As a vendor’s AirVenture experience can be limited to the boundary of their booth, the attractions in their line of site and the well-beaten path to the little gray saunas, its possible they haven’t seen the exciting new engine you want to put on your airframe and therefore cannot answer your pointed questions about its feasibility. We hope you understand. We also appreciate that you drove 500 miles, but we didn’t bring airframe parts with us so you’ll have to go home without the parts you hoped to collect. Vendors get that some people only have one day at AirVenture, but it can be difficult to accommodate you when we’re closing up for the day and have previously scheduled obligations to attend (vendors only have the after-hours to do their business). But, if possible, we’ll do it. Back when I was sightseer I arrived at Marge Bong-Drucker’s booth late on the last day to find it packed in a truck. The most gracious woman I’ve ever met (she was the widow of Richard Bong, America’s highest scoring ace), she unpacked part of her truck to find and sign the book I wanted to purchase. Speaking of the last day, if that’s all you have, get there early, as the show is all but over Saturday night.
Did your friend make it to AirVenture? We don’t know, not all builders check in with us. What time is the Blue Angels’ fly-by? (There’s a Blue Angels fly-by?) While we may fall short on answers about the general goings-on of AirVenture, we are delighted to discuss our products with you and answer any building questions you have within the scope of the resources we brought to Oshkosh. The questions we cannot answer at AirVenture we’re happy to address by email or phone after the show.
There is also a population of AirVenture attendees, one that most likely is not reading this, that will gaze upon a vendor’s diverse product line and ask, “What can you tell me about these?” After ten minutes of answering their basic questions, their kids emerge from an EAA merchandise tent and they’re quickly off to find the NASA tent. Write that exchange off as being an ambassador for homebuilding. Some people, believe it or not, approach us for the sole purpose of starting an argument. Online, they’re called trolls. Around the booth there is another name for them. It is for those people I wear dark sunglasses, to hide my rolling eyes. They possess the skill to extract career-limiting comments from a thread-bare booth staff. We endure them, however, to be there for our current customers who are brimming with enthusiasm; the occasional grump who never fails to remind us how we sent him a defective part 15 years ago; our past customers who have become treasured friends and our future customers whose excitement reminds us of the unique industry we are part of. Manning a booth at the world’s largest airshow beats any day in the office.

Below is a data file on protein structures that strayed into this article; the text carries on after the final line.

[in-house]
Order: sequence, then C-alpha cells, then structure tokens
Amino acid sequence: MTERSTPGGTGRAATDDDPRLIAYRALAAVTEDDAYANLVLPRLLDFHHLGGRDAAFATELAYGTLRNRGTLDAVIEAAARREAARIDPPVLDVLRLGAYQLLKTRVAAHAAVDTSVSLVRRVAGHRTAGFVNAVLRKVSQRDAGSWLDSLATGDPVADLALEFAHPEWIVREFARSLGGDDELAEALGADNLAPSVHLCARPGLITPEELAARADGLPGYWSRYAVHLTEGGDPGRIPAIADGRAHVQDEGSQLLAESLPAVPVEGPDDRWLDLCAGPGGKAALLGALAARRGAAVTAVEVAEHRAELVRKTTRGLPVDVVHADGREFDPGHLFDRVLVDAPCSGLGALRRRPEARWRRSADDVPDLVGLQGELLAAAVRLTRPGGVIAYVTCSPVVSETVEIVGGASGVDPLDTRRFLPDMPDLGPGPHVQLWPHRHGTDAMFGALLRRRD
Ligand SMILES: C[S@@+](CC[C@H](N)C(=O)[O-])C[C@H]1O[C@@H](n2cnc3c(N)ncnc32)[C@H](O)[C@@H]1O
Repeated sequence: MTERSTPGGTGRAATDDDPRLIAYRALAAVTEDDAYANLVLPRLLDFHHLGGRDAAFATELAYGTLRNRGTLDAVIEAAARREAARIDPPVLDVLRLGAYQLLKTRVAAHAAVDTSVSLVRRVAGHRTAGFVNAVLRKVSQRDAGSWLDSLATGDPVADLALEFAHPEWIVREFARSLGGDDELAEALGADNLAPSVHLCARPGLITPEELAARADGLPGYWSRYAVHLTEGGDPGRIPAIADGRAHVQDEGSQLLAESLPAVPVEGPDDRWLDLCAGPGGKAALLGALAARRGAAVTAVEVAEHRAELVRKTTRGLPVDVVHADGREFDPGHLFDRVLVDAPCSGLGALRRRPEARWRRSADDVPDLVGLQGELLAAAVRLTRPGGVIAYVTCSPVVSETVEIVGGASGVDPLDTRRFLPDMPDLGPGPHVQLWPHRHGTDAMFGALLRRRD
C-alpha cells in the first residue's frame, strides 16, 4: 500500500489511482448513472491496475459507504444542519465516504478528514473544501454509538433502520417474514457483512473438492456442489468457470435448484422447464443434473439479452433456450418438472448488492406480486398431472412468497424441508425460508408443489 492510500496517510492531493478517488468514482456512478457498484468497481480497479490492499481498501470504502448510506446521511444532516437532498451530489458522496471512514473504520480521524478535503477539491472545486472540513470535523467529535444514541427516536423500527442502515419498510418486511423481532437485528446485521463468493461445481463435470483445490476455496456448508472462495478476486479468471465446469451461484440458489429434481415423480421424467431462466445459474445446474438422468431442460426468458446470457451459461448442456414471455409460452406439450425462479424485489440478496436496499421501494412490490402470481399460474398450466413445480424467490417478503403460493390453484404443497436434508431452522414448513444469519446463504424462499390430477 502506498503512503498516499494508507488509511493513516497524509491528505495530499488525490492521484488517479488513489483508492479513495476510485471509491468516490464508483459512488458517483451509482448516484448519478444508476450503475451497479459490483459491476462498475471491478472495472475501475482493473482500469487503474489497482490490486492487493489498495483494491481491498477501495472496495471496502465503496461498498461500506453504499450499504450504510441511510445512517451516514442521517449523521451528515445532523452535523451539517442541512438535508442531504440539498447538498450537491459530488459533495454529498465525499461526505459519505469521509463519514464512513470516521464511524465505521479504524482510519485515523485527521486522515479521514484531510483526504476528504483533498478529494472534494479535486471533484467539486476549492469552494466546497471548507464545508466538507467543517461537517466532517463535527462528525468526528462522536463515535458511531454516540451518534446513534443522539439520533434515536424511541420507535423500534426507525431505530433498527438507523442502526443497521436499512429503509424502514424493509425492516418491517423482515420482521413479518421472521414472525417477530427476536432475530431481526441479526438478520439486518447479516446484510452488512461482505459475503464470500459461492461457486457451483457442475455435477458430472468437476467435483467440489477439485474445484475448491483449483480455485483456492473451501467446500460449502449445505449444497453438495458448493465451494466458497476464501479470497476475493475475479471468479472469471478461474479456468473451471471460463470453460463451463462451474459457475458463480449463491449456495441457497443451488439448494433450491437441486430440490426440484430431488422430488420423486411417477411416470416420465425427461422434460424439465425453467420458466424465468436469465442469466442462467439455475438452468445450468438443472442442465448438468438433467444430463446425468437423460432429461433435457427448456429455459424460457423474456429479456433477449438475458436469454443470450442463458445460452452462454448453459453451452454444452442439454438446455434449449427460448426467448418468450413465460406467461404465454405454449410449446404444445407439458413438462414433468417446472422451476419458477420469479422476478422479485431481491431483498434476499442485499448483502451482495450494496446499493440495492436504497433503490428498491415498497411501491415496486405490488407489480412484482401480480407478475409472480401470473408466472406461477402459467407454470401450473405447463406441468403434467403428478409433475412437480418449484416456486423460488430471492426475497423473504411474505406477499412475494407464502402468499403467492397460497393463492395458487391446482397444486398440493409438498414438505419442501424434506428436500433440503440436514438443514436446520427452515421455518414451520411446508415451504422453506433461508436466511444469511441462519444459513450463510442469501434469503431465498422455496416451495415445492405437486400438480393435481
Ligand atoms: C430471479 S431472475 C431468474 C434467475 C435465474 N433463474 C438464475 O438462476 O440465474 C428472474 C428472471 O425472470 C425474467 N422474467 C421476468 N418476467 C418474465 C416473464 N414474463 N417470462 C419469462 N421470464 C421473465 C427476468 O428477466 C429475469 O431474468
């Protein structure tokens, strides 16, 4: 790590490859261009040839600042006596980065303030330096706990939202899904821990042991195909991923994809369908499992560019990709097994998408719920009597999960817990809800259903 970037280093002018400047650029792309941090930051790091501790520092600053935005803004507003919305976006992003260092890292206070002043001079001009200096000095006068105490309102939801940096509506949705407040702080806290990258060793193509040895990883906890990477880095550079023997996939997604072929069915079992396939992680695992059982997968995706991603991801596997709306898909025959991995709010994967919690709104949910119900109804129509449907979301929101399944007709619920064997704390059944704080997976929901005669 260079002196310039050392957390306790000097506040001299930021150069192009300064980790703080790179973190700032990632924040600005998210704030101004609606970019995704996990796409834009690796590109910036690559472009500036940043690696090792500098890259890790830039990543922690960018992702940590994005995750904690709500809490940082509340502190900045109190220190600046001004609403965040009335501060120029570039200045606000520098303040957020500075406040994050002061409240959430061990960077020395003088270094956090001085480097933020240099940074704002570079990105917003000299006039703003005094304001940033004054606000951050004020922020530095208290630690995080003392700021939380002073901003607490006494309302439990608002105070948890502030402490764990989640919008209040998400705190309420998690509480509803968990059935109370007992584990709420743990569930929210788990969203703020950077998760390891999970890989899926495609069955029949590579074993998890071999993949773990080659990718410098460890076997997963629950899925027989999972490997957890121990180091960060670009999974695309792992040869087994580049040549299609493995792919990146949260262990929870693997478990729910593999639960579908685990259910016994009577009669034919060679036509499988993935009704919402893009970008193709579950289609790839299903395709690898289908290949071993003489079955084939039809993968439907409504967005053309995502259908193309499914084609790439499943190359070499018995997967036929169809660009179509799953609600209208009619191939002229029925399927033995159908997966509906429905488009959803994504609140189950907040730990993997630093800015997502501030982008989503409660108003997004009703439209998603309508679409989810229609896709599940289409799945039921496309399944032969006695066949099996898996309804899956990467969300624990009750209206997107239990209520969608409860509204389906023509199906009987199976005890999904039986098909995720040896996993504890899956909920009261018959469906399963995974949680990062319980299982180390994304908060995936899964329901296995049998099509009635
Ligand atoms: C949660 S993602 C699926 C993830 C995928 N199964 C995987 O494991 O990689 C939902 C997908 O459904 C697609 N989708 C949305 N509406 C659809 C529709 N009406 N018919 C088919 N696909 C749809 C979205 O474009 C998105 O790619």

Vendors, volunteers and participants alike go to great lengths to attend AirVenture. Unlike the big box vendors on Boeing Plaza, the average kit plane booth is staffed by the same crew that erected it, the same people that drove 1000 miles to get there, then same staff that put in the long hours to get their display aircraft or engine ready. We start the week tired, but excited. That excitement is driven by a shared passion for aviation (okay, and soft-serve ice cream cones) and, as with most people reading this, a particular passion for homebuilding. We end the week even more tired, but even more excited. Let’s all practice patience, kindness and understanding and end the week energized, informed and looking forward to next year. It’s already being planned, and you’re gonna love it!